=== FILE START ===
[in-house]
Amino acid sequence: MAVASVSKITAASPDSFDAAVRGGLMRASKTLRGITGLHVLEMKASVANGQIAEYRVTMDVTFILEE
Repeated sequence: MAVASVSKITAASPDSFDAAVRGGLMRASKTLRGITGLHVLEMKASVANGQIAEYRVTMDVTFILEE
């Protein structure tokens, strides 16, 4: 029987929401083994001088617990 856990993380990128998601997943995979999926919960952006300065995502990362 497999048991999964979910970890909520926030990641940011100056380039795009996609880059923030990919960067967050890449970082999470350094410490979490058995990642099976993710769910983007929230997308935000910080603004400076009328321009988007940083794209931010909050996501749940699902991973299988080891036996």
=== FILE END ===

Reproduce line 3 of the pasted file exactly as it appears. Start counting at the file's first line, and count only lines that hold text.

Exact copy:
Repeated sequence: MAVASVSKITAASPDSFDAAVRGGLMRASKTLRGITGLHVLEMKASVANGQIAEYRVTMDVTFILEE